PUBLIC NOTICE: Due to recent budget cuts, the rising cost of electricity, gas, and oil...plus the current state of the economy............the light at the end of the tunnel, has been turned off.

          Comment


          • #20
            Re: More on tax havens

            many are bitching about the corporations and there TAX, breaks,

            Do you take the deductions that are available to you as an individual?
            do you take the rebates or credits that are available to you as a tax payer,
            to you accept your tax refund if you qualify for one?

            how is that different than a corporation?

            The difference is in the sophistication of the application of those deductions, rebates and credits as well as the lobbying that proceeded the placement of such into the tax code by the Congress.
            You and I don't have the monetary means or access to expertize that corporations and high net worth individuals have. And, even if we did, the potential upside in tax savings are not there. As an older and wiser man once told me, "All the deductions and credits in the world aren't worth a hill of beans if you don't have the income to write them off against".
            In other words, in principle corps are like us when it comes to taxes. However, in scale they're in a whole other ball park.

            Plus, they have the means (unavailable to me and you) to enhance their advantages by the use of lobbyists to persuade our less then scrupulous legislators.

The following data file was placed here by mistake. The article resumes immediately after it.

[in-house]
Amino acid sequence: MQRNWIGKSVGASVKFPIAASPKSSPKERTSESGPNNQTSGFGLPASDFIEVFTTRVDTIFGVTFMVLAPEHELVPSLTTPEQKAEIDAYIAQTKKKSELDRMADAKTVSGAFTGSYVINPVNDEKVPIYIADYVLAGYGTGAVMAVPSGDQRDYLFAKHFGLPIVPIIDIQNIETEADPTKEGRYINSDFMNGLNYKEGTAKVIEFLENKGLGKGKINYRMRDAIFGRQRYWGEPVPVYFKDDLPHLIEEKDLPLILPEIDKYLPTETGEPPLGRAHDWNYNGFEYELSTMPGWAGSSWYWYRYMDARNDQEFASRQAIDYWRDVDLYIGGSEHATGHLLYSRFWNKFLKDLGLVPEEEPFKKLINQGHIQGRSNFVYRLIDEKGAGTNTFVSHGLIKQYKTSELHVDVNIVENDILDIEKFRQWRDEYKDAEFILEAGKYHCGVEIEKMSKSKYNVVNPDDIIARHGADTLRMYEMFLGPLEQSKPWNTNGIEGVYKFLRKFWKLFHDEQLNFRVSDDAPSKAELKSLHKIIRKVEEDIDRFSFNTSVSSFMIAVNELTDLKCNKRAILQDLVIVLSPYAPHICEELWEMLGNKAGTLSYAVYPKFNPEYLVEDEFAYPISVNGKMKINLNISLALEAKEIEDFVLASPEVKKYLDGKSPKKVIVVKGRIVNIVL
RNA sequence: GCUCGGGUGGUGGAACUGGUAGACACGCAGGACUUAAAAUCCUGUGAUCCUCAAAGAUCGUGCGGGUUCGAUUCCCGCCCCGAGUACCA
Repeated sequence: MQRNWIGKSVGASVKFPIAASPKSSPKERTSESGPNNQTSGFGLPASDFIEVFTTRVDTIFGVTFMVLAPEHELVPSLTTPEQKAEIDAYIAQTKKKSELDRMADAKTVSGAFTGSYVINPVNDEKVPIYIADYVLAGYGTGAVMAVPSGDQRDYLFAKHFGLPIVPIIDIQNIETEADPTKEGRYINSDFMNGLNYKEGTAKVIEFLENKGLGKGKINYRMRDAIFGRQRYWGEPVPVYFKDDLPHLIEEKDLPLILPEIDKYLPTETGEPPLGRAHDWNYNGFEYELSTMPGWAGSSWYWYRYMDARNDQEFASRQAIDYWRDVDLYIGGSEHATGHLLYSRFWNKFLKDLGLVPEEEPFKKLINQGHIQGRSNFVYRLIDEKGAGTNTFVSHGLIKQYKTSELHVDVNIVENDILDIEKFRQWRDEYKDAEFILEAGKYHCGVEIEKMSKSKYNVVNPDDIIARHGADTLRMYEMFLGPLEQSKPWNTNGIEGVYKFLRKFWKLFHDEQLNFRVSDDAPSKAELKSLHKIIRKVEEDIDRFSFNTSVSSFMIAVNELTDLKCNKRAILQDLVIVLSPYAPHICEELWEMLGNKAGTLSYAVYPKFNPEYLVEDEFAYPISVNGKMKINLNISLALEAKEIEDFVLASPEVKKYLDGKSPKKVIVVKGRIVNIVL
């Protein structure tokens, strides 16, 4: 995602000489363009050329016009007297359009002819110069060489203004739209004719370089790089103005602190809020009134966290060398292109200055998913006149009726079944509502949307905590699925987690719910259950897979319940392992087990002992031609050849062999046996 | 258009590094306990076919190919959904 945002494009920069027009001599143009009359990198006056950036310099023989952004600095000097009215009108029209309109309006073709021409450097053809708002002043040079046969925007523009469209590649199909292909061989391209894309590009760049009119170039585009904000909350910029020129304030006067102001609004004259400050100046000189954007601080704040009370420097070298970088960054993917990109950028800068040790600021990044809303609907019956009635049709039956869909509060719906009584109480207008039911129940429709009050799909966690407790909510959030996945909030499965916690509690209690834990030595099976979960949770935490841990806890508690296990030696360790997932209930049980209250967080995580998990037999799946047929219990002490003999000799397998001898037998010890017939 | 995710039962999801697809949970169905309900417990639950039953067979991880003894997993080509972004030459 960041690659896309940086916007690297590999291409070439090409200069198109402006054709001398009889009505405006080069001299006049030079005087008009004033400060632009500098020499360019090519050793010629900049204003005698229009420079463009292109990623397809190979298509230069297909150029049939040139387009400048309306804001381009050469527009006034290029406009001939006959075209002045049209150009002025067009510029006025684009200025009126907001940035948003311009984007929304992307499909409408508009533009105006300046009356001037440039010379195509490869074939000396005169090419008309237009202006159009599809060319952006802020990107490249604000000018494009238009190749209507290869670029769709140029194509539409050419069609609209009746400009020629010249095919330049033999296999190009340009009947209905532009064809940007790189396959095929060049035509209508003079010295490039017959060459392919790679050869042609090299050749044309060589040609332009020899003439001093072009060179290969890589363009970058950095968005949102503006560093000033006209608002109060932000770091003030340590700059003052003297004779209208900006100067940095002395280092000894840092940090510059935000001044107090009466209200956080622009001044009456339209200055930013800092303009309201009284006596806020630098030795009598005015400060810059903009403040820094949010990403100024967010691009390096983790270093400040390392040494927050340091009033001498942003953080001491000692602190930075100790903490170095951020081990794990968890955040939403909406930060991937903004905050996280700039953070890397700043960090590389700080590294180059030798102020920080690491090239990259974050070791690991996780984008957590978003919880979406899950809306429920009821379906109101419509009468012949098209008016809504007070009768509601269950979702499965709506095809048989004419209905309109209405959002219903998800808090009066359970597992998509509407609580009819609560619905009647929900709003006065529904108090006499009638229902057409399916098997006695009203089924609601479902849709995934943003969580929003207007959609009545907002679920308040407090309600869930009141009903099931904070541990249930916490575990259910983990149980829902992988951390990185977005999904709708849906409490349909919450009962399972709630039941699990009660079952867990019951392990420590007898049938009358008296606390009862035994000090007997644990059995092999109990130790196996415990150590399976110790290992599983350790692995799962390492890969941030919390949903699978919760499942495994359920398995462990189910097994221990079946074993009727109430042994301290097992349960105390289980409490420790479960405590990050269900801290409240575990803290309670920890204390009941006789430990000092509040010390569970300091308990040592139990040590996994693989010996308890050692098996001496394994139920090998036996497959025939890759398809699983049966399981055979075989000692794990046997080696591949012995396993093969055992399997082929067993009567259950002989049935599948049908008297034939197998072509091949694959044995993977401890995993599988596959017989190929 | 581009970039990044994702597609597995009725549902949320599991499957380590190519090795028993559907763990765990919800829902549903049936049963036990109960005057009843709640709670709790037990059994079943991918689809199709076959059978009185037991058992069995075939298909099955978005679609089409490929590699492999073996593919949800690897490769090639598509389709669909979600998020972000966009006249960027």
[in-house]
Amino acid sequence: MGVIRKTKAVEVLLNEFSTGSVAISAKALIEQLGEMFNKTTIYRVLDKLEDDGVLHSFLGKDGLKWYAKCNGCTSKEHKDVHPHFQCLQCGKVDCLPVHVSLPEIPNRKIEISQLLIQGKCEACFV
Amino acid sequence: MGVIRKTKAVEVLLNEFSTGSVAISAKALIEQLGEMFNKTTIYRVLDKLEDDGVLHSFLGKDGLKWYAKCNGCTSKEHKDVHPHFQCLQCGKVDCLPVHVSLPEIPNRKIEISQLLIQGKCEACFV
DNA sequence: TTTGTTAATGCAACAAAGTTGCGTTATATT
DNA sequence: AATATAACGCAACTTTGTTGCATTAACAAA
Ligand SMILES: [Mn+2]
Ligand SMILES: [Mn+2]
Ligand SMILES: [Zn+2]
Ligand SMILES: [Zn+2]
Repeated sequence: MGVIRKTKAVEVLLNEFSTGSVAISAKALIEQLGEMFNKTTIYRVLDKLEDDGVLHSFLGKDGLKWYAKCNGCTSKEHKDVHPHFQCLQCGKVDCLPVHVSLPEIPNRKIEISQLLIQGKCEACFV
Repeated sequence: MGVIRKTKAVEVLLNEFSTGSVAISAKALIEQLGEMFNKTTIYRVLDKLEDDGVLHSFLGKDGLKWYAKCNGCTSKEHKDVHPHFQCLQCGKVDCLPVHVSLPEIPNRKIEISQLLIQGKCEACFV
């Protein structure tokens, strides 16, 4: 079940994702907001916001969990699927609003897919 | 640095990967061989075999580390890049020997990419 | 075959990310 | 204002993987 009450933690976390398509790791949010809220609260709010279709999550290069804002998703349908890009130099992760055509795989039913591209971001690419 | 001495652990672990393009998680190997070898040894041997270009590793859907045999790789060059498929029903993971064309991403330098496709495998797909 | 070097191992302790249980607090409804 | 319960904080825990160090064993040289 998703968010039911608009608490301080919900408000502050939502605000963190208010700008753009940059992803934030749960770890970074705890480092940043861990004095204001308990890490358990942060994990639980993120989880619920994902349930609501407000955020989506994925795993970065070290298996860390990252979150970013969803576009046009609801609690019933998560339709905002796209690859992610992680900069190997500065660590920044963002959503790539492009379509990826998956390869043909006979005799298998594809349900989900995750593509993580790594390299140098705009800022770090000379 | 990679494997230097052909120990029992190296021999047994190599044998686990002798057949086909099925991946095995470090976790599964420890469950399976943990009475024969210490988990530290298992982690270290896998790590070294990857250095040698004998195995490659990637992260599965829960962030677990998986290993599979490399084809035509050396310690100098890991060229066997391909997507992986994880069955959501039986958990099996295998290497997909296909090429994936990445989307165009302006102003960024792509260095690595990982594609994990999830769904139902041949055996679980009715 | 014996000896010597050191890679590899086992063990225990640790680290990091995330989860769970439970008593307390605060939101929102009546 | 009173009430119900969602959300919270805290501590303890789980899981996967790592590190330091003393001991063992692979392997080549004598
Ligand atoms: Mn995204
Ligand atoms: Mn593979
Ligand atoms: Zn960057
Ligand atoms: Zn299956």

Case in point;
            Remember income averaging and the original IRA? Both of these were a boon to the middle class. Gone now because congress had to stem the bleeding and we (the middle class) didn't have the juice (eg., lobbying power) to prevent their demise. If we had, maybe our representatives (ha) would have actually represented us and found someone else [corporations, the wealthy) to pick on. If it weren't for the elderly, who vote religiously, you'd have probably said goodbye to SS (the middle class' greatest benefit) as well.

            Comment


            • #21
              Re: More on tax havens

              Tax havens are amongst the world's most popular and well respected tax havens. An estimated $100 billion or more in tax revenue is lost every year to tax havens. We are even more flexible! As more and more capital flows into one tax haven, lining the pockets of local movers and shakers, other countries look on in envy.
              tankless water heaters

              Comment


              • #22
                Re: More on tax havens